Helping producers make connections for the betterment of the land, livestock and their operations!
Who We Are:
The Manitoba Grazing Exchange (MGE) was created in the fall of 2021 through a partnership between the Manitoba Organic Alliance and the Manitoba Forage & Grassland Association. Support for this project has been provided by the Conservation Trust, a Manitoba Climate and Green Plan Initiative delivered by the Manitoba Habitat Heritage Corporation. This online platform – originally developed by the South Dakota Grazing Exchange and then expanded into California’s Match.Graze – matches livestock producers and grain farmers interested in grazing both annual cover crops and perennials.
The goal of the MGE is to virtually connect farmers who have available grazing pasture or cover crop fields with livestock owners/ranchers who are seeking grazing land through an interactive map. Integrating livestock onto cropland and proper grassland management are key to improving soil health.
Listed below are some important reasons why integrating livestock back onto the land is beneficial as well as a few ways to accomplish this.
How do we return livestock to the landscape?*
- Fall and winter grazing of cover crops and annual crop residues.
- Summer grazing of full season cover crops, allowing adequate plant recovery, followed by a second grazing during the fall or winter.
- Winter feeding on hayland fields by rolling out bales or bale grazing.
- Seeding rotational perennials, grazing and managing them as part of the crop rotation.
What are some of the benefits of returning livestock to the landscape?*
- Fall or winter stubble grazing converts high carbon crop residue, such as corn stalks, to low carbon organic material. This improves the carbon to nitrogen ratio needed to improve soil health and manages crop residue to facilitate no-till seeding in the spring.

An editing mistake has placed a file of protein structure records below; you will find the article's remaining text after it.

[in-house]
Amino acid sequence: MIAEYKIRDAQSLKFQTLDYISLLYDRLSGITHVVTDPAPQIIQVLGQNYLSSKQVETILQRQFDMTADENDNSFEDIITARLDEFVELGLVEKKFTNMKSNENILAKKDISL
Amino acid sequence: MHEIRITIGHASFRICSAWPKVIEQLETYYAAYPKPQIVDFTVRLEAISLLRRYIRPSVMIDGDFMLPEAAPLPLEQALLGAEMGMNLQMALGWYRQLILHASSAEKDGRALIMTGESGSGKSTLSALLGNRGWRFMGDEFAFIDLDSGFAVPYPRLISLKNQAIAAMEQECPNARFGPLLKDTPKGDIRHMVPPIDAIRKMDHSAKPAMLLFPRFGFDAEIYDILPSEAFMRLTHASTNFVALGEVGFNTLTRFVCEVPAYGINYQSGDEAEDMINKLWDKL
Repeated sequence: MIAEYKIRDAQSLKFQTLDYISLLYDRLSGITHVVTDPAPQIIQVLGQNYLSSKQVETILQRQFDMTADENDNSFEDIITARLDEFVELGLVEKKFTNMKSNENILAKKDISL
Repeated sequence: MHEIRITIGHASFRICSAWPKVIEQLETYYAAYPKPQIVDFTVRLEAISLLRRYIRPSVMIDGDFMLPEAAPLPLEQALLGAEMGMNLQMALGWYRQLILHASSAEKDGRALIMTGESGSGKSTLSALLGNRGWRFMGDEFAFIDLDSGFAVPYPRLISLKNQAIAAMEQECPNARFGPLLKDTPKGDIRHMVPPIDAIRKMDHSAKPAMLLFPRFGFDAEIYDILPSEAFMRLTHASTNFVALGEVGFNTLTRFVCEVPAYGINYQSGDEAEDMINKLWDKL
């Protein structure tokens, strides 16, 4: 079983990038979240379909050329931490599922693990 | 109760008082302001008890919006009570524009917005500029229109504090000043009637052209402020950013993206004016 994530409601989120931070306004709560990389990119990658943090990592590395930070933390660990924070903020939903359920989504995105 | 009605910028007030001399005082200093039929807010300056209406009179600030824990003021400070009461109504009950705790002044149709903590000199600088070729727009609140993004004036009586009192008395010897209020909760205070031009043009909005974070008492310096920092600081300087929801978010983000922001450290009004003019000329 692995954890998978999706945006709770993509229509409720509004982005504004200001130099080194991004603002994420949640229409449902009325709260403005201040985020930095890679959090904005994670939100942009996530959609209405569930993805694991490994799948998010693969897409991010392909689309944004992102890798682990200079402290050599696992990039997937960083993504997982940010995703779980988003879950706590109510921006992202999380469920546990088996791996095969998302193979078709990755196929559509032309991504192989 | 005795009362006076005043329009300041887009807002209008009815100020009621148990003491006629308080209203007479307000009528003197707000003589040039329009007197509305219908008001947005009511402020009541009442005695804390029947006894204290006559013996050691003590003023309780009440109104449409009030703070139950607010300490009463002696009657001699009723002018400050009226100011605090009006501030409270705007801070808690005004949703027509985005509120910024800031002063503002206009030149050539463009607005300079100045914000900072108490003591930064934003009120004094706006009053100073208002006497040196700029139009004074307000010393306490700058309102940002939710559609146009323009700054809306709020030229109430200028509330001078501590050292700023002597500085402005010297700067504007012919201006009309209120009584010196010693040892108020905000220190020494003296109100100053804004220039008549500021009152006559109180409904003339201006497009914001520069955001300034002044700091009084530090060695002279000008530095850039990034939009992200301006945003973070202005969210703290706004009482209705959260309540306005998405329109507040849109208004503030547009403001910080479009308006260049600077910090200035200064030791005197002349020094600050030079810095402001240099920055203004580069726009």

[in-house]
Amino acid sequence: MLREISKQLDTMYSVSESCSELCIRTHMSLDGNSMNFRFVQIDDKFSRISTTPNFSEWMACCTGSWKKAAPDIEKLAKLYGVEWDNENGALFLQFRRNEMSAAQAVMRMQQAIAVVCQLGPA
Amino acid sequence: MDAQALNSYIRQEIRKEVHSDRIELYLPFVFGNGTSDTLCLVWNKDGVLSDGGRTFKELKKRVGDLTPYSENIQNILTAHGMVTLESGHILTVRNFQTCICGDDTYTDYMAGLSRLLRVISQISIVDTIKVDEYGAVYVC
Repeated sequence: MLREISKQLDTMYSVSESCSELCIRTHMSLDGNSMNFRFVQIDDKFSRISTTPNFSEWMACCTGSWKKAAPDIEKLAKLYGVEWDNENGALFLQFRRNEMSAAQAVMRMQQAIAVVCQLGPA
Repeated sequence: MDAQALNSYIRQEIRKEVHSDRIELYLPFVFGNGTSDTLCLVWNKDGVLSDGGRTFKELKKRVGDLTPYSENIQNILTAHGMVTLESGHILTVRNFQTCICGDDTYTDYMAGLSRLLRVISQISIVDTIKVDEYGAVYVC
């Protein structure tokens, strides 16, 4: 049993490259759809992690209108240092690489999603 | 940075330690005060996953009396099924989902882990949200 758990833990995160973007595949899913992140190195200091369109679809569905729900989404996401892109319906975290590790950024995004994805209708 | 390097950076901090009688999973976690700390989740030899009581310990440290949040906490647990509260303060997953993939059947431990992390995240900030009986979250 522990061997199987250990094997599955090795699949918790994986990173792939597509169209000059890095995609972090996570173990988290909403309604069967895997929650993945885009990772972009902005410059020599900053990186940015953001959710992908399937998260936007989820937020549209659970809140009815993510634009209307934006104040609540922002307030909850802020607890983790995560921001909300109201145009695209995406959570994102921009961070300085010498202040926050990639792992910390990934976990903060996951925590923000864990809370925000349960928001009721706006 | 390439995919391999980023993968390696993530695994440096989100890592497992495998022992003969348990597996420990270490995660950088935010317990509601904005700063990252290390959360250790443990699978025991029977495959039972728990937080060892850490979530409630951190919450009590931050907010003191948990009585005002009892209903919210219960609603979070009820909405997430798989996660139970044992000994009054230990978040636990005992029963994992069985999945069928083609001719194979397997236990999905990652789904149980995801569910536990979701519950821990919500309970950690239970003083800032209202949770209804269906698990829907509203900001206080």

- Spring or summer grazing of annual and/or perennial plants, with short grazing periods followed by long recovery and growth periods, allows the plants to regrow until frost and harvest additional sunlight and CO2.
- For organic farmers, spring or summer grazing reduces tillage and an additional post-plough down seeding pass. This not only improves soil fertility, but also reduces the farmer’s time spent on the fields and consumption of fossil fuels.
- Grazing reduces nutrient export from our cropland and hayland fields, recycling the majority of nutrients, minerals, vitamins, and carbon.
- Grazing improves soil fertility and increases organic matter. Nutrients are cycled so that they can be used to fertilize the next season’s crop, while reducing the need to apply synthetic fertilizers.
- Grazing aids in weed pressure management without the use of chemicals.
- Grazing cover crops and/or crop residues allows livestock to be taken off perennial grasslands earlier in the fall, extending the grass recovery period, and providing a more nutritious diet for livestock.
- Grazing provides a feed alternative in times of drought where feed stocks are low and provides livestock with a food source post-harvest
- Properly grazed fields and pastures can increase biodiversity.
- Grazing reduces livestock waste associated with confinement; helping manage our water quality and nutrient management concerns. It allows cattle and sheep to be herbivores by securing their energy needs from plants.
* Modified from The South Dakota Grazing Exchange
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